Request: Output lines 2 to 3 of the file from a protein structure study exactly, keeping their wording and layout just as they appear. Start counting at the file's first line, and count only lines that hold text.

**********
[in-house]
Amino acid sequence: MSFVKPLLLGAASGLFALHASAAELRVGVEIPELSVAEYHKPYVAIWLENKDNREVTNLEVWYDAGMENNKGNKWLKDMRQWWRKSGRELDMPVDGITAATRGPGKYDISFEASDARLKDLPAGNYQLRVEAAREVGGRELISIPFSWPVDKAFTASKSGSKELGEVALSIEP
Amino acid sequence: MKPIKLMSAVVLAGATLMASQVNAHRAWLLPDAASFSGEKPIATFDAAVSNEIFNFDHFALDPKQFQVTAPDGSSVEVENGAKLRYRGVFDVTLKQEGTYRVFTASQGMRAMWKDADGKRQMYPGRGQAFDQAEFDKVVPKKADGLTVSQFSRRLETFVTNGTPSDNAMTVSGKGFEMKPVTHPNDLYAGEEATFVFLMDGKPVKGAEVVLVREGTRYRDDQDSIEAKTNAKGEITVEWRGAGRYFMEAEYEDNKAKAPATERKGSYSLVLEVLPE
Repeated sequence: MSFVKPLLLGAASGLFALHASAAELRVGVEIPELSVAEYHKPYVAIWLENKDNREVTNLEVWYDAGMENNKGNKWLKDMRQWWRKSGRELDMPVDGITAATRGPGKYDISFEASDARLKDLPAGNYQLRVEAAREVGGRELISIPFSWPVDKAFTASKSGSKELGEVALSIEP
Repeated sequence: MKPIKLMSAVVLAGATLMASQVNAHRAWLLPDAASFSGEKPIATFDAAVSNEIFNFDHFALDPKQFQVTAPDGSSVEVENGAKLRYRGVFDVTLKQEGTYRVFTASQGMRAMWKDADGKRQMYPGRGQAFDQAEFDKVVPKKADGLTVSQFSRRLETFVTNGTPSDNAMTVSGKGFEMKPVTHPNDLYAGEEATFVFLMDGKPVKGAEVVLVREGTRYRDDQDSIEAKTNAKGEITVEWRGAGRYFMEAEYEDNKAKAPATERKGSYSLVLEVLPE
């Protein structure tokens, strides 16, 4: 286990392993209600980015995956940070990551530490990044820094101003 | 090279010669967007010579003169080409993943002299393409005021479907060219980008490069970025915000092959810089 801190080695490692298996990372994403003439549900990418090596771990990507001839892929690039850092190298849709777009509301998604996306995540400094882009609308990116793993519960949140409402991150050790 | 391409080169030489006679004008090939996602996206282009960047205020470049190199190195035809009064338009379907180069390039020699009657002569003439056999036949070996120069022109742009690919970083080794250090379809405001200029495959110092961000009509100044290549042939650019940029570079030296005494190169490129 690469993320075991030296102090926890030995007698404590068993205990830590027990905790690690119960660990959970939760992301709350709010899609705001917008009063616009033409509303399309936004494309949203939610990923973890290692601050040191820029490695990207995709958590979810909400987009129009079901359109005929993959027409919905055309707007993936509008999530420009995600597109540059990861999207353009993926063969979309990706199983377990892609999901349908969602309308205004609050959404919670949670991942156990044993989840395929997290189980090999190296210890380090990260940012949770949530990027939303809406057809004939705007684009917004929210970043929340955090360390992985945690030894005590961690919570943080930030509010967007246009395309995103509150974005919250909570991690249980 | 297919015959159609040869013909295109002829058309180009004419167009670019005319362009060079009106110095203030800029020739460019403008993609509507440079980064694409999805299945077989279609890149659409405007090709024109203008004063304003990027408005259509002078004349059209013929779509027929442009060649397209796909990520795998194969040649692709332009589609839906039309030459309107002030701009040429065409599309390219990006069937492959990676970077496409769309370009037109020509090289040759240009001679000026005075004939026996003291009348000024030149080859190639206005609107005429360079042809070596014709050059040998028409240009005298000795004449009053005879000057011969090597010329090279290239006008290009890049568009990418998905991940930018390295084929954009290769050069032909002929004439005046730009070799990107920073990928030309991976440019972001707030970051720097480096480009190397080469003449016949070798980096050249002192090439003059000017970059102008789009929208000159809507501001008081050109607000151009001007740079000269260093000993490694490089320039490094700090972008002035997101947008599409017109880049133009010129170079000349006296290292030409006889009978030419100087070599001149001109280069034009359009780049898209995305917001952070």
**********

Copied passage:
Amino acid sequence: MSFVKPLLLGAASGLFALHASAAELRVGVEIPELSVAEYHKPYVAIWLENKDNREVTNLEVWYDAGMENNKGNKWLKDMRQWWRKSGRELDMPVDGITAATRGPGKYDISFEASDARLKDLPAGNYQLRVEAAREVGGRELISIPFSWPVDKAFTASKSGSKELGEVALSIEP
Amino acid sequence: MKPIKLMSAVVLAGATLMASQVNAHRAWLLPDAASFSGEKPIATFDAAVSNEIFNFDHFALDPKQFQVTAPDGSSVEVENGAKLRYRGVFDVTLKQEGTYRVFTASQGMRAMWKDADGKRQMYPGRGQAFDQAEFDKVVPKKADGLTVSQFSRRLETFVTNGTPSDNAMTVSGKGFEMKPVTHPNDLYAGEEATFVFLMDGKPVKGAEVVLVREGTRYRDDQDSIEAKTNAKGEITVEWRGAGRYFMEAEYEDNKAKAPATERKGSYSLVLEVLPE